BANGOR — The drive took less than 30 minutes, but it seemed like an eternity to Caden Servais.
It’s been a little more than five years since he slipped and fell while working on his family farm in Middle Ridge.
He remembers both the pain of that moment and every moment that followed as his family got him in a van and drove him to Gundersen Health System in La Crosse.
“All of the pain was in my hip,” the Bangor High School senior remembers. “I remember every single bump as we drove down Irish Hill. Every single bump.”
Servais, who refused to ride in an ambulance, knew what awaited him because he’d been through it all before. He wasn’t even a year removed from a hospital stay and six weeks on crutches after injuring the growth plate on his right hip.
This injury was to the growth plate on his left hip, and Servais’ previous experience told him that this one was much more serious.
“The pain,” he said, “was unbearable this time.”
The pain when all of this started was more annoying than anything. Servais felt it, but he never really acknowledged it.
Servais didn’t play much football at that point. Flag football didn’t appeal to him, but he knew he wanted to play in high school just like his father (Doug) and older brother (Luke) did before him.
The injuries suffered before he was a teenager threatened that dream.
They led to him entering high school as a 6-foot, 224-pound lineman benching 95 pounds and unable to squat anything of significance without a real chance to play.
The hard work he’s put in since then has allowed him to become a 6-4, 288-pound starting right tackle with the ability to bench 250 pounds and squat 405.
“I didn’t know if he’d ever be able to play,” said Bangor coach Rick Muellenberg, whose second-seeded Cardinals (9-0) host seventh-seeded Royall (4-5) in a WIAA Division 7 first-round playoff game on Friday. “I knew he wanted to, but the question was whether he could build his strength up.”
It all came to a head during a wrestling match when Servais was in sixth grade. His right hip had been bothering him, but Servais didn’t give it much thought.
Whining and complaining have never been his nature, according to his mom, Brenda.
“If you sat and talked to him, you’d never know anything was wrong,” she said. “I can’t think of one time when he complained about any of this.”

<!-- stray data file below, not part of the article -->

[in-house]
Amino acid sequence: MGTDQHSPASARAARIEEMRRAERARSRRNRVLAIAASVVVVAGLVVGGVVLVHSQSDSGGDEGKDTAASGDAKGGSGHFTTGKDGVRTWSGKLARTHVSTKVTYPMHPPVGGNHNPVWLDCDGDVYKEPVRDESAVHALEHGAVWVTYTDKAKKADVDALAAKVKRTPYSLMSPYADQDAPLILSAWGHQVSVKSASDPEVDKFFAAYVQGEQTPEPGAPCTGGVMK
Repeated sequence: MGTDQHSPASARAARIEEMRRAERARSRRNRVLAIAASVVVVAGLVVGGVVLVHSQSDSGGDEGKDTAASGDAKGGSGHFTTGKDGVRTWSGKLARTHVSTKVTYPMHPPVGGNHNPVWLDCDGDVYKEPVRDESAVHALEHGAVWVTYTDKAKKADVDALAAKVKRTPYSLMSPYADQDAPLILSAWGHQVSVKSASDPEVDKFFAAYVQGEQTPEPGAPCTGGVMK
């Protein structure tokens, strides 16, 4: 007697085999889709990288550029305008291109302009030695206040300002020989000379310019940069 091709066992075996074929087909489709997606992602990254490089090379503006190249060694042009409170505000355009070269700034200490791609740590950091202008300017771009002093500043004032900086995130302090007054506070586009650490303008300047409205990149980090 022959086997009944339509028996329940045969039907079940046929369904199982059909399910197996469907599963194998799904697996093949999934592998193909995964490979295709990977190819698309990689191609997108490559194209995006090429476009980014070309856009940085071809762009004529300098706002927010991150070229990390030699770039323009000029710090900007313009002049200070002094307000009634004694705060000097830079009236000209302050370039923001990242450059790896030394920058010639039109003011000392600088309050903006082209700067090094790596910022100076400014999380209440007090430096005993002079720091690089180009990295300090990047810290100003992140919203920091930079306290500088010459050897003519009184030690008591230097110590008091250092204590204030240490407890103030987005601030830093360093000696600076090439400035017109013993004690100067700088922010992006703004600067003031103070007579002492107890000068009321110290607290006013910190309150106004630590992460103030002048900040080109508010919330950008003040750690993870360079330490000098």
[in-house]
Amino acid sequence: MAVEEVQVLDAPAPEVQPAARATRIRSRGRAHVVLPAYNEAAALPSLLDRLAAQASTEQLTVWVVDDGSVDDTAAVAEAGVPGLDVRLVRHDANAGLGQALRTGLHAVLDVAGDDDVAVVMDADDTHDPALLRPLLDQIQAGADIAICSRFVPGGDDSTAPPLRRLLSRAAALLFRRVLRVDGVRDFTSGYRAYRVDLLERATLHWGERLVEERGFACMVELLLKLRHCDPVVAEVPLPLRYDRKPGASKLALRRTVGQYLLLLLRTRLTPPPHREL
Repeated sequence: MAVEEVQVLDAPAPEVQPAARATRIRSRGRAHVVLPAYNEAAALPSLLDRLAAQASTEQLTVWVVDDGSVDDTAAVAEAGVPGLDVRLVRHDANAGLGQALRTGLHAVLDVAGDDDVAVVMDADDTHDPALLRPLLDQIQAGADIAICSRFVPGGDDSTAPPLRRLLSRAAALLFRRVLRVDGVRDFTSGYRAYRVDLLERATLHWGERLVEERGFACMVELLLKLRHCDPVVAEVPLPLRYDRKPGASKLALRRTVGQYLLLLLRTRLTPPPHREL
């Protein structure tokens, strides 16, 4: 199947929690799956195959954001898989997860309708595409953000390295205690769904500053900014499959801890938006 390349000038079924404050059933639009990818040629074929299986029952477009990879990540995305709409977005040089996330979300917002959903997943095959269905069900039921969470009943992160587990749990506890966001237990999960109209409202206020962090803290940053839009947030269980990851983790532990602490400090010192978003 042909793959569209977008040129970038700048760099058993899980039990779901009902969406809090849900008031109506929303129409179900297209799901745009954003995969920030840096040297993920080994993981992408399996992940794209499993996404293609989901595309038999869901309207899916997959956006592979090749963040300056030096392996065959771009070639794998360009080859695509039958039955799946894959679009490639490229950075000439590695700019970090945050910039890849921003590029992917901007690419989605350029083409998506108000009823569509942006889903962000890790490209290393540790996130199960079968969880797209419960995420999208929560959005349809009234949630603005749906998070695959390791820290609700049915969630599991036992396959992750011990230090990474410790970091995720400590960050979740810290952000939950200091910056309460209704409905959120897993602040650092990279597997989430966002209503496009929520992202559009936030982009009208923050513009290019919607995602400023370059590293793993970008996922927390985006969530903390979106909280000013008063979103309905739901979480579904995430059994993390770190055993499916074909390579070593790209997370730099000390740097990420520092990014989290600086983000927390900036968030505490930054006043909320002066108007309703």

Servais said it was the last or second-to-last meet of the season, and his opponent shot in for a takedown. His shoulder made hard contact with Caden’s right hip, and it sped up the process of a diagnosis.
A doctor visit that night produced nothing, but the family received a phone call at 6 a.m. the next day asking them to keep Caden off his feet and to get him to Gundersen immediately.
The source of the problem was a growth plate that wasn’t keeping up with his body, and the shot he took in the wrestling match caused a dislocation that required surgery for what is officially called slipped capital femoral epiphysis.
“They put two pins in, and they were about 3 inches long,” Caden said. “I was on crutches for six weeks, and I couldn’t do much because they were worried about how strong the bone was and possible fractures.”
Once given the green light, Servais was loyal to his rehabilitation. More than loyal, actually.
“We would go anywhere and do anything for him at that point,” Brenda said. “We would go to the (swimming) pool because that was something that was really good for him to do.”
Caden felt good about his path until the slip near the barn weeks before he started seventh grade..
The surgery for the growth plate on his left hip required that pins be put in at different angles due to the severity. It didn’t brighten the picture of Caden being able to play football.
“I think I was on crutches eight weeks that time,” he said. “But I went through the (rehab) sheets they gave me again and usually did more than it said I should.”
With wrestling being eliminated as an option due to the injuries, Caden took a tunnel-vision approach to football. He got to play in eighth grade and got the pins removed from his right hip in ninth.
But contributing the way he’d have to in a program like Bangor’s was going to be a longshot without good weight training, and Caden was easing into that.
“He was a couple of years behind everyone else when it came to weight training,” Muellenberg said. “He had to do a lot to catch up and get to where he is now.”
The pins on his left side came out his sophomore year as he zeroed in on what was was expected of Bangor offensive linemen. He even played a little when injuries to other players came up during a season that ended with a Division 7 state championship.
But linemen at Bangor have to be strong, and they have to be quick. They have to move to make blocks in the triple option offense that has been the team’s hallmark for years, and it took until the next season to truly feel comfortable.
Brenda was — and still is — hesitant about seeing her son on the field, but she also knew how badly he wanted to play.
“Yes, it was hard to let him play, and whenever he falls down, I’m sitting there saying, ‘Get up, get up,’” she said. “But he wanted to play with his friends and play for Rick very badly.
“These seniors are very close, and he wanted to be part of that.”